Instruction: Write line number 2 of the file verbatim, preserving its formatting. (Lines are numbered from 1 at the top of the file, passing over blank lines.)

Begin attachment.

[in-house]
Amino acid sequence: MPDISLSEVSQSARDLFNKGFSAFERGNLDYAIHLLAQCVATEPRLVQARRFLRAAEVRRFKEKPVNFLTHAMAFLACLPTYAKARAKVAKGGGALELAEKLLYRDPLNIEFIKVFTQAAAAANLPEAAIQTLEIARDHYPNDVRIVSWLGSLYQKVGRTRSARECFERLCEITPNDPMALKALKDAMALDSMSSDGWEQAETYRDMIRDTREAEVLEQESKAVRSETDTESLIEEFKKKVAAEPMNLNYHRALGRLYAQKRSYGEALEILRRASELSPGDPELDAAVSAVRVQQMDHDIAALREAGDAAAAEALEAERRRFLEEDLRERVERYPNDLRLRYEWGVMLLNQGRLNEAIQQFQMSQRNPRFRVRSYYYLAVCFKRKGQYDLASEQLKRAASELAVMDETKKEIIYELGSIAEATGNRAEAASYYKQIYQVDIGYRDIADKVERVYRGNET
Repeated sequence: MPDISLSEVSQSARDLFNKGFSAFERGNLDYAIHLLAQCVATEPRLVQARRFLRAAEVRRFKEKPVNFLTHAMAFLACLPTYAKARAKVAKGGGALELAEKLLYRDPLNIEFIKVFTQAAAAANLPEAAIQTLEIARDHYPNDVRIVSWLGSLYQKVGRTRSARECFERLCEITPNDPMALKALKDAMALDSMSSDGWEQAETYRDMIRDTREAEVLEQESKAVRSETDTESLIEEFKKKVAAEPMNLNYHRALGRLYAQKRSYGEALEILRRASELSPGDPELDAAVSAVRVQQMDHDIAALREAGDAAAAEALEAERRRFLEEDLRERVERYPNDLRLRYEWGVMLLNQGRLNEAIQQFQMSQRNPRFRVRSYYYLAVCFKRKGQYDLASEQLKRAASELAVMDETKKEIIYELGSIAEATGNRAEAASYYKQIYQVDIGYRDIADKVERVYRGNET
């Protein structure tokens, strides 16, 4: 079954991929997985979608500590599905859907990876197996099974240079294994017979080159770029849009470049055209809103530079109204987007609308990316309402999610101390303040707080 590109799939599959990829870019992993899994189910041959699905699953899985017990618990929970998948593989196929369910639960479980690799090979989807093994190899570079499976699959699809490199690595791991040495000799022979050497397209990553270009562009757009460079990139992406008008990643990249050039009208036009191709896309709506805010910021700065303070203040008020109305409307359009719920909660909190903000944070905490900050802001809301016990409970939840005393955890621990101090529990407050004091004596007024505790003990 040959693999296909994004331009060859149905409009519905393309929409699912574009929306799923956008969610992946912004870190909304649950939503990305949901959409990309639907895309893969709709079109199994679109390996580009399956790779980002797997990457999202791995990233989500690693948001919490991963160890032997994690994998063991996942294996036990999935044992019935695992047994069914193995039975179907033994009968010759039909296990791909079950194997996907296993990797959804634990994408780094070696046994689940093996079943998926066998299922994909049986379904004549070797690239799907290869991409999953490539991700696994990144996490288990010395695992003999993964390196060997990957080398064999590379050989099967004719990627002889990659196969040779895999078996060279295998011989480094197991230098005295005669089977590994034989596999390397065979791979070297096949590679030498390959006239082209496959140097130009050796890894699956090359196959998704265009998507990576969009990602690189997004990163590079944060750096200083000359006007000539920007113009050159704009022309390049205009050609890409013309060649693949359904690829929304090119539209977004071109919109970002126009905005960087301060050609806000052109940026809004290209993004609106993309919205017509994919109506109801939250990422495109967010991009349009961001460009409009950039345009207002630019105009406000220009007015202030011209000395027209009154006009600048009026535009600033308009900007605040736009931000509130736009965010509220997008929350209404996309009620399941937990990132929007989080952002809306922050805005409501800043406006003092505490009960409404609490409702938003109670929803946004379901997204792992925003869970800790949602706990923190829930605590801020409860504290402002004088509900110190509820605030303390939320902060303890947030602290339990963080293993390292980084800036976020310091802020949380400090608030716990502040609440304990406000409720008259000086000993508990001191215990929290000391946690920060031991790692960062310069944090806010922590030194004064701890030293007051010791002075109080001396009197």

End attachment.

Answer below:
Amino acid sequence: MPDISLSEVSQSARDLFNKGFSAFERGNLDYAIHLLAQCVATEPRLVQARRFLRAAEVRRFKEKPVNFLTHAMAFLACLPTYAKARAKVAKGGGALELAEKLLYRDPLNIEFIKVFTQAAAAANLPEAAIQTLEIARDHYPNDVRIVSWLGSLYQKVGRTRSARECFERLCEITPNDPMALKALKDAMALDSMSSDGWEQAETYRDMIRDTREAEVLEQESKAVRSETDTESLIEEFKKKVAAEPMNLNYHRALGRLYAQKRSYGEALEILRRASELSPGDPELDAAVSAVRVQQMDHDIAALREAGDAAAAEALEAERRRFLEEDLRERVERYPNDLRLRYEWGVMLLNQGRLNEAIQQFQMSQRNPRFRVRSYYYLAVCFKRKGQYDLASEQLKRAASELAVMDETKKEIIYELGSIAEATGNRAEAASYYKQIYQVDIGYRDIADKVERVYRGNET